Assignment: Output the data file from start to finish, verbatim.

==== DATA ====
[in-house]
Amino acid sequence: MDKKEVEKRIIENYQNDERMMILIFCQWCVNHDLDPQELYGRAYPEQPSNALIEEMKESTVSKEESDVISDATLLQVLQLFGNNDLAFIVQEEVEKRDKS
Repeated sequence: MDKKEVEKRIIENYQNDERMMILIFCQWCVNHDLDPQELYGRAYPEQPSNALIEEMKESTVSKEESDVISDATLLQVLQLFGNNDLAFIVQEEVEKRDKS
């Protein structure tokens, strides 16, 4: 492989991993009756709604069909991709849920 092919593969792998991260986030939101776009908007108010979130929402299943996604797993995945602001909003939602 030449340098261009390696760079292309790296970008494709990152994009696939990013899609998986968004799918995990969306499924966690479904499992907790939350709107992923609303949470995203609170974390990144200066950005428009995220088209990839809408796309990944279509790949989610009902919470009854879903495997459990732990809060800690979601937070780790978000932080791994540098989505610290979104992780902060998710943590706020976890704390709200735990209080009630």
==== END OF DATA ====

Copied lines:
[in-house]
Amino acid sequence: MDKKEVEKRIIENYQNDERMMILIFCQWCVNHDLDPQELYGRAYPEQPSNALIEEMKESTVSKEESDVISDATLLQVLQLFGNNDLAFIVQEEVEKRDKS
Repeated sequence: MDKKEVEKRIIENYQNDERMMILIFCQWCVNHDLDPQELYGRAYPEQPSNALIEEMKESTVSKEESDVISDATLLQVLQLFGNNDLAFIVQEEVEKRDKS
């Protein structure tokens, strides 16, 4: 492989991993009756709604069909991709849920 092919593969792998991260986030939101776009908007108010979130929402299943996604797993995945602001909003939602 030449340098261009390696760079292309790296970008494709990152994009696939990013899609998986968004799918995990969306499924966690479904499992907790939350709107992923609303949470995203609170974390990144200066950005428009995220088209990839809408796309990944279509790949989610009902919470009854879903495997459990732990809060800690979601937070780790978000932080791994540098989505610290979104992780902060998710943590706020976890704390709200735990209080009630």